Ben's Personal Tab Collection::One Hundred Essential Bluegrass Banjo Solos    not for beginners)

     Here’s a tip about bridges: I buy the inexpensive kind, a few at a time(about three bucks apiece with the usual maple bottom and ebony top) and experiment with them till I find one that sounds good. I find that the desired tone usually has little to do with the price or advertised special features. I still have almost every bridge I’ve ever used, about 15 or 20, and switch around between all of them(bridges generally don’t “go bad”.) Sometimes they come from the store a little too thick, causing a bit of a muffled tone, so I sand them down gradually, decreasing the thickness and height as needed. I like them thin in order to increase the brightness of tone but not too thin that they lose their stability. 

Students new to the banjo are unfamiliar with how to position the bridge. In short, there are three methods: 1. fret a string at the twelfth fret. This should be the exact octave pitch to the pitch of the string when played open. If the fretted pitch sounds sharp compared to the octave of the open string, move the bridge towards the tailpiece; if the fretted pitch sounds flat compared to the octave of the open string, move the bridge away from the tailpiece.  2. Measure the distance from the nut to the twelfth fret. This distance should be the same as the distance from that fret to the bridge. 3. Play the harmonic at the twelfth fret(the harmonic is the tone generated when picking the string while lightly touching the string with the flesh of your finger. A bell-like tone will be generated.) The harmonic at the twelfth fret is the octave of the open string pitch. It should match the fretted tone of the string at the twelfth fret. If the fretted pitch sounds sharp compared to the harmonic, move the bridge towards the tailpiece; if the fretted pitch sounds flat compared to the harmonic, move the bridge away from the tailpiece.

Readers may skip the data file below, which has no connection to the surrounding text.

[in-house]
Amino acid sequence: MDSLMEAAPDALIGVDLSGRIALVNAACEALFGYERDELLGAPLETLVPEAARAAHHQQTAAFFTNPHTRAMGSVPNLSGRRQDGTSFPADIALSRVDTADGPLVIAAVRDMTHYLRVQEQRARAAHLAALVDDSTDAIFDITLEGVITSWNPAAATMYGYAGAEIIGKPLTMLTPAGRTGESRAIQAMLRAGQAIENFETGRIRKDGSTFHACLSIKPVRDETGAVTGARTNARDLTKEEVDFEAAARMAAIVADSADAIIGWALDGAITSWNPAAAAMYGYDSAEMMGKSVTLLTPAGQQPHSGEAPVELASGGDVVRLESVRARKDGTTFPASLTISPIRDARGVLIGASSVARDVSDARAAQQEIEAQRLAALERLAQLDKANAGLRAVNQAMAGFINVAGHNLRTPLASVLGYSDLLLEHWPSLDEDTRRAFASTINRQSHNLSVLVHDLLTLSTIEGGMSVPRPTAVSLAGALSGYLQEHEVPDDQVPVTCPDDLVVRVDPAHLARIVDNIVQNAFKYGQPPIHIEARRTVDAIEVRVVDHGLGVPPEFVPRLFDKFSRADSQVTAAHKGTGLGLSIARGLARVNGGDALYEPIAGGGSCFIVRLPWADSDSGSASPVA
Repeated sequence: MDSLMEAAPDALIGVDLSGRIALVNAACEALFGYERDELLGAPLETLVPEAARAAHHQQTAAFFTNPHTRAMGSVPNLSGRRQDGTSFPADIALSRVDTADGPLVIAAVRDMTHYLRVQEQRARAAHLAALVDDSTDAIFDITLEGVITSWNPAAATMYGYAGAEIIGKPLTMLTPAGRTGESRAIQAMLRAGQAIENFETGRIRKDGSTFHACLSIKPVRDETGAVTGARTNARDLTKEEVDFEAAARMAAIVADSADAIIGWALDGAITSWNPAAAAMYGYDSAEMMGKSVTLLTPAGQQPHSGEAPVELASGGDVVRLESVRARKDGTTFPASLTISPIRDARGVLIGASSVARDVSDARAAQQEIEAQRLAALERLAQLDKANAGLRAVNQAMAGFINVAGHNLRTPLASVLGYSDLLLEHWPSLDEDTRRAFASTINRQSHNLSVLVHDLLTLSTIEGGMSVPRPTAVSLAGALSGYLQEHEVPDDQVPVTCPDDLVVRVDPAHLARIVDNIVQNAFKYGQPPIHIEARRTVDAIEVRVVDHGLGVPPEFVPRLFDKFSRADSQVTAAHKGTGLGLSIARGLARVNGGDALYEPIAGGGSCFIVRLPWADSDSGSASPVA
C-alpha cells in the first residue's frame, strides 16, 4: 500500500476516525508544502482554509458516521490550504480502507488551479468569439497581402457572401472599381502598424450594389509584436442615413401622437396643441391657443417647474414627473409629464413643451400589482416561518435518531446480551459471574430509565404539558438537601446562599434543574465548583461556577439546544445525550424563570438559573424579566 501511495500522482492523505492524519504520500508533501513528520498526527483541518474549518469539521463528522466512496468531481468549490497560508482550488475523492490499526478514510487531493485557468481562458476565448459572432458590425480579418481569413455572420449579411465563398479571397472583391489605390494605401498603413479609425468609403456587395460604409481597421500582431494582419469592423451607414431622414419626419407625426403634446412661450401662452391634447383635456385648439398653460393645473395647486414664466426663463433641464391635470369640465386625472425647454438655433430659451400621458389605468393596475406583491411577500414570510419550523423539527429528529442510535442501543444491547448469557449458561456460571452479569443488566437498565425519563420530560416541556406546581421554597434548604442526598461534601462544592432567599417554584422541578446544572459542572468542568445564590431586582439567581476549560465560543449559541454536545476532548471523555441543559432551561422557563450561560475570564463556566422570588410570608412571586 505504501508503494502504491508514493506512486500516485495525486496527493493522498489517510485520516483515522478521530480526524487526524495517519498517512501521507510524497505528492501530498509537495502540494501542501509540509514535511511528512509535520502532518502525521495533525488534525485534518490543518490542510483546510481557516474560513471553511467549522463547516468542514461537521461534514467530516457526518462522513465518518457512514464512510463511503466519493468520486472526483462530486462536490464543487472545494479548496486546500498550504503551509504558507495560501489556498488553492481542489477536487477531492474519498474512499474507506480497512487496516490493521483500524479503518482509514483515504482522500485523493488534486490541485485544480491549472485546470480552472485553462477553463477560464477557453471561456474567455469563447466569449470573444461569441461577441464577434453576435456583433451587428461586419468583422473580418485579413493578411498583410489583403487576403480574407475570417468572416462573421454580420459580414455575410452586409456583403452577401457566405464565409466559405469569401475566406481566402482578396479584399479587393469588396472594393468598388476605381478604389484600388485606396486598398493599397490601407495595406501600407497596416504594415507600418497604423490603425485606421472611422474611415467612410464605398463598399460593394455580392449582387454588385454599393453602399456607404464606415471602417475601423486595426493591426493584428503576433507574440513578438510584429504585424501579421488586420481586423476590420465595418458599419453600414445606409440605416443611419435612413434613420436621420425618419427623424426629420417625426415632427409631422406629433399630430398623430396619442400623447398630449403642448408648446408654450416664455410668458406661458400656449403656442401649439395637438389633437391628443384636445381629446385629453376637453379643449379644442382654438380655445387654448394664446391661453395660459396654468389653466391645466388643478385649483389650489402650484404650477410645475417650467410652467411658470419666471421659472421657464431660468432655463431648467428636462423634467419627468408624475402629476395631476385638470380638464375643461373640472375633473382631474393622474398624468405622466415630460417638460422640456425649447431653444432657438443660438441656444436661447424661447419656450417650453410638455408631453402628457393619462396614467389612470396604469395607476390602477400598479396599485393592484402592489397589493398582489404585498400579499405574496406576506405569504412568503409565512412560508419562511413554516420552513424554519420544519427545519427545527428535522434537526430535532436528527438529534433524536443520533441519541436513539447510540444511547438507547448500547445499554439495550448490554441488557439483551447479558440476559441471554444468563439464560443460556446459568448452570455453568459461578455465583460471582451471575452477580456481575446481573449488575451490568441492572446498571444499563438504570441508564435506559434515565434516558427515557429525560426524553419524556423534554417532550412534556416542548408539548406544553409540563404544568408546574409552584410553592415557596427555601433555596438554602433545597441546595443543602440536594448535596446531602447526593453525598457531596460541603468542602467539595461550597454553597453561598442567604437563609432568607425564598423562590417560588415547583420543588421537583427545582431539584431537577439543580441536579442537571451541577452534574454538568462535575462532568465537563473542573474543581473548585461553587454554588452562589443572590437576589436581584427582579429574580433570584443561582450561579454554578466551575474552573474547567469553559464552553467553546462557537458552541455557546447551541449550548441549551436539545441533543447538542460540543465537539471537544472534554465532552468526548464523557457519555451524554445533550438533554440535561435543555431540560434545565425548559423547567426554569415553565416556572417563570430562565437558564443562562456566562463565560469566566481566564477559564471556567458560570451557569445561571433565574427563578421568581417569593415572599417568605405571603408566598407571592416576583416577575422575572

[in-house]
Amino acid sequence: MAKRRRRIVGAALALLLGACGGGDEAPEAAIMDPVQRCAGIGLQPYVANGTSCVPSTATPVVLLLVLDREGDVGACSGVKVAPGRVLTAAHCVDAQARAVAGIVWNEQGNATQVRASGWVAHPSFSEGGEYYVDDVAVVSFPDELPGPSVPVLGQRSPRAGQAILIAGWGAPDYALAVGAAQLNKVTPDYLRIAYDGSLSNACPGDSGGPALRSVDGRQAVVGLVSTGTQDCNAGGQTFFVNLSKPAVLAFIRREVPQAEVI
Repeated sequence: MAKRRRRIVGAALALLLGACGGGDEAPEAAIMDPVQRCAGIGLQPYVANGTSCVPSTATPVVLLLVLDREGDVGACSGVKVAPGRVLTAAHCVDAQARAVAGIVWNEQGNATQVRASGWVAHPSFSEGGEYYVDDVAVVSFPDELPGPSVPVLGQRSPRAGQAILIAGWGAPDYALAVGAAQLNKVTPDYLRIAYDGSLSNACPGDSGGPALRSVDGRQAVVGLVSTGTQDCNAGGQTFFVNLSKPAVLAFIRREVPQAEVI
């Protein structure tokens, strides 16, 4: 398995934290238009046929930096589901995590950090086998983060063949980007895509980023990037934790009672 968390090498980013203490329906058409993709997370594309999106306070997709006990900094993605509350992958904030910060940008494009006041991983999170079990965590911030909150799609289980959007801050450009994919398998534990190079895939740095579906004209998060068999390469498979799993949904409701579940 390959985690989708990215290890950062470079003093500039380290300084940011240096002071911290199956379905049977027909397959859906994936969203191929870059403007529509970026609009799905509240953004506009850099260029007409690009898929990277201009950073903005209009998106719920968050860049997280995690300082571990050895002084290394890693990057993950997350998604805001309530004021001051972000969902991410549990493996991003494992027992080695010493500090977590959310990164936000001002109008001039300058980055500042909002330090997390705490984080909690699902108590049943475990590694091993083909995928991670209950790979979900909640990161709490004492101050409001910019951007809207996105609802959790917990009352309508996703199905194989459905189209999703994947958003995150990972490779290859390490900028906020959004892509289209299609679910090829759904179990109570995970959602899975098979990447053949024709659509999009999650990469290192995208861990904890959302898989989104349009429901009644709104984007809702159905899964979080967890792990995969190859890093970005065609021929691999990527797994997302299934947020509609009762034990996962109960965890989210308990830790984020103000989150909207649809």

I have noticed that banjo students usually are unfamiliar with adjusting their banjos. Any good banjo repairperson can certainly can do this for you  on occasion, but  most experienced players are able to do their own basic set up  While I can't get into the details here, and the subject of banjo set up could fill a book, I can briefly set out the sequence of maneuvers for mechanically inclined beginners to start with: 1. Tighten head 2. Make sure the neck is tightened strongly to the rim. 3. Truss rod adjustment to straighten the neck. 4. Choose a bridge with height that allows best action. 6. Put on new strings tuned up to pitch. 5. start picking.



    Having trouble tuning your banjo? The culprit may be that the tuners are not turning smoothly. Try a few drops of machine oil in the various moving parts of the tuner and work it in by rotating the tuner several revolutions. You can take off the tuner's buttons to   get a little better access. Another possible cause for difficulty with tuning is that the strings may be sticking in the slots. The solution may be that the slots also need lubrication. Take the string out of the slot, put a pencil point in the slot and turn it so some graphite dust gets in the slot. This will make the strings slide and stretch more easily.


Five or six years ago I had my main bluegrass banjo entirely refretted. At the time the luthier and I discussed the possibility of using guitar frets instead of standard banjo frets. Having now used guitar frets for about 5 years, I can now strongly recommend this modality for the following two reasons:

First, because they are a little wider, they tend to “catch” your fingers less than the thinner banjo frets and therefore they play a lot smoother and faster as you move up and down the neck. I have found this to be a very noticeable advantage. (Incidently, there is no alteration in the intonation.) Second, because of their mass, they last a lot longer, at least twice as long as banjo frets, before any attention is needed to dress or replace them.

Have any other pickers had this experience?


     For those readers that are new to banjo set-up, here are some basic maneuvers that have a generally predictable effect on tone: For a more plunky, fat, bass-y, tubby sound, do the following: loosen the head, use heavier gauge strings, adjust to higher action, and use a thicker bridge. For a crisper, snappier, thinner tone, do the following: tighten the head, use lighter stings, lower action and a thinner bridge.


Ben's Personal Tab Collection::One Hundred Essential Bluegrass Banjo Solos